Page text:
Events
Commons Conversations

Reply All: Free Speech in the Age of Social Media

Commons Conversations
05 Oct, 2017

Reply All: Free Speech in the Age of Social Media

The Berkeley Center for New Media, The Berkeley Graduate, the Graduate Assembly, and BridgeUSA will host a campus-wide symposium on October 5, 2017, marking the 53rd anniversary of the birth of Berkeley’s Free Speech Movement.

In the past year, the internet has turned its attention to Berkeley’s campus debates, and our own community has taken up new media and modes of digital expression to extend and challenge the discussion of free speech. This is a critical moment; both to the consideration of the intersection of speech, media and digital technologies on the Berkeley Campus and to the Nation as a whole.

Our day of discussion will open with an address from Carol Christ and feature a keynote from Robert Reich. It will involve a selection of panels and open discussions with faculty, students and staff addressing the history, practice, and spaces of free speech within the university.

New media and modes of digital expression are transforming our experience of, and shaping conversations around free speech. By addressing, articulating, and helping to analyze these transformations together, we seek to fulfill Berkeley’s best tradition as a community of inquiry, and contribute to a larger, complex conversation taking place on campus in the days to come.

About the Day

Four panels will frame our conversation throughout the day:

The Purpose of Debate

To begin the discussion, we will examine the value and purpose of free speech within the university, within the larger context of contemporary media transformations. We will unpack how shifts in media alter the goals and values of debate, particularly as social media hardens political perspectives. What challenges do our online lives present to open discussions on campus? Ultimately, we seek to understand how digital media has changed the role of free speech in the university environment, and how our institutions and practices can adapt to ensure meaningful and purposeful debate.

The Spaces of Free Speech

In this panel, we will elucidate the various “spaces” of free speech within the university; the architectural, the digital, and the institutional. How is debate activated and limited in these domains. To what end? How do questions and practices of speech and privacy disrupt norms as practices leap from one domain to another? We will explore in particular how the university seeks to balance its commitment towards open dialogue and its duty to help ensure the safety of its students.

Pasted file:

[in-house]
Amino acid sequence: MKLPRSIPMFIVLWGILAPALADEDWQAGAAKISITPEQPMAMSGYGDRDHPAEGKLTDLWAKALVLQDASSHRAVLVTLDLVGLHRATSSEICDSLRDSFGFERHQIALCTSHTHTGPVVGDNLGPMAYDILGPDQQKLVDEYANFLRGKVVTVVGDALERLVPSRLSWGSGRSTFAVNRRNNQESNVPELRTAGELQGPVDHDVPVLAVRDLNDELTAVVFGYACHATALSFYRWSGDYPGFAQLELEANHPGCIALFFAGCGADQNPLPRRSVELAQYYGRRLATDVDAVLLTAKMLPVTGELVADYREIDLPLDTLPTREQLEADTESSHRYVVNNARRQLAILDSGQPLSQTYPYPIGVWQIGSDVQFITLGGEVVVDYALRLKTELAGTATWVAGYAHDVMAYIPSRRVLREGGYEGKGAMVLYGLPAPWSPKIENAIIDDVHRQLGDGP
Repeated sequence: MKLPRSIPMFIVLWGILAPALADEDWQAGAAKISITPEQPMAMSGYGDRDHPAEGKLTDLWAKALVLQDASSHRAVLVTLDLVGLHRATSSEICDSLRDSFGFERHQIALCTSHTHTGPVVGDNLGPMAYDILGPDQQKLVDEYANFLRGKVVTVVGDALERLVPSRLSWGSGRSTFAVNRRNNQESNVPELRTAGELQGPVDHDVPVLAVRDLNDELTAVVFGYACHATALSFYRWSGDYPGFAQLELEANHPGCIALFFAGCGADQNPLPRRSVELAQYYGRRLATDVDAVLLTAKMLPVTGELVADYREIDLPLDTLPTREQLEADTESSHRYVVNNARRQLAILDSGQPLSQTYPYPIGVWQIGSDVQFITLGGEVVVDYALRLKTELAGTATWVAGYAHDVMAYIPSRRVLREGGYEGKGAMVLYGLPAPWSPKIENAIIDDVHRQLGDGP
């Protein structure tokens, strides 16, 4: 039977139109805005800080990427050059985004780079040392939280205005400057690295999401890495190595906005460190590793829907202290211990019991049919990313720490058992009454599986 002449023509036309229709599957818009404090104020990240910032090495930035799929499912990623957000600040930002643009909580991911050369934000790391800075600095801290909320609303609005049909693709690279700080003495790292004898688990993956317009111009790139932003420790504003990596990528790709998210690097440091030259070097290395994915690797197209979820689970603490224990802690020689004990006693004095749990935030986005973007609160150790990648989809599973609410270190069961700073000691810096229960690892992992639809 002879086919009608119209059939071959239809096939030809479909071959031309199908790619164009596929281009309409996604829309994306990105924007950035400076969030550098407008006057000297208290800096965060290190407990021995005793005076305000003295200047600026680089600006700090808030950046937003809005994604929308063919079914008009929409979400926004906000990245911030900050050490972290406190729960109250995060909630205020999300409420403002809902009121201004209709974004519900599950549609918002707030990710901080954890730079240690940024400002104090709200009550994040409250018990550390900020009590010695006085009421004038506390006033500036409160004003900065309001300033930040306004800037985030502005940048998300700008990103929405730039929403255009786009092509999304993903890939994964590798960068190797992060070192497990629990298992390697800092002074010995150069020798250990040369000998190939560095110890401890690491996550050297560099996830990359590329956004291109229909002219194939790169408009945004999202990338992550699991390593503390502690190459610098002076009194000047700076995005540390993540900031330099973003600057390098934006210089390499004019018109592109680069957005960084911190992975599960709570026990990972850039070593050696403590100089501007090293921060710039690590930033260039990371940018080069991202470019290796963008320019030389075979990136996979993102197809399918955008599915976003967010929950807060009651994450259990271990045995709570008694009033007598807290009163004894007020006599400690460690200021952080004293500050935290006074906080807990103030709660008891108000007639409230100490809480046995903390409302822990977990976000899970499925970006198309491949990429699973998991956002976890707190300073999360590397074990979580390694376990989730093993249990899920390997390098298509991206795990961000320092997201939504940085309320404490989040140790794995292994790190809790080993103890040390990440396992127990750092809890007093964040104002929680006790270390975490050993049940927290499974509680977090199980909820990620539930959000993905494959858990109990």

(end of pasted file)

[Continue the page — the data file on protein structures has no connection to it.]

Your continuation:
Media and Free Speech

Berkeley has garnered national and global media attention this past year. In this panel, we will address the relationship between free speech and the media in constructing narratives about the university. We want to understand the role established media plays in opening and foreclosing space for productive dialogue around campus events— and how distributed and social media impacts these records. Most of all, we seek to understand the responsibility of the university in allowing or fostering students’ ability to manage their own narratives.

Violence and Free Speech

Finally, we will explore the relationship between free speech, media, and violence on the college campus. We will investigate how the discourse around rhetorical and mediated violence and physical violence have been placed at odds with one another in discussions of free speech and the university. And in particular, we will address the purpose of protest in relation to free speech issues and consider how the digital ecology has contributed in shaping widespread involvement.

Speakers will include:

Carol Christ (Chancellor), Robert Reich (Chancellor’s Professor of Public Policy), Geoffrey Nunberg (Adjunct Professor School of Information), Bill Shireman (Lecturer Haas School of Business), Claudia von Vacano (Executive Director D-Lab and Digital Humanities at Berkeley), Manu Meel (Student, BridgeUSA), Nicole Rangel (Graduate Student, School of Education), Steven Hayward (Senior Resident Scholar, Institute for Governmental Studies), Juana Maria Rodriguez (Professor, Ethnic Studies), Kena Hazelwood-Carter (President, Graduate Assembly), Jillian Free (Undergraduate Student Advocate), Ed Wasserman (Dean, Graduate School of Journalism), Deirdre Mulligan (Associate Professor, School of Information), Lawrence Rosenthal (Chair, Center for Right Wing Studies), Nick Randhawa (Graduate Student, School of Journalism), Erwin Chemerinsky (Dean, Boalt School of Law), Jung Yi (International House Counselor, University Health Services), Julia Havard (Graduate Student, Theater, Dance, and Performance Studies), Lyndsey Ogle (Graduate Student, Theater, Dance, and Performance Studies).

Additional speakers to be announced.

We will also be featuring an online opinion space, entitled "Free Speech on Free Speech: An Open Dialogue," built by AUTOLAB, CITRIS, and the Berkeley Center for New Media (BCNM). The online portal asks how university campuses should facilitate Free Speech when there is potential for violence. Please take 5 minutes to rate suggestions from others and share your own suggestion:

https://opinion.berkeley.edu/free-speech/

Schedule to be announced 9/25.

We will provide a digest and summary of the discussion that takes place in the weeks after the event.

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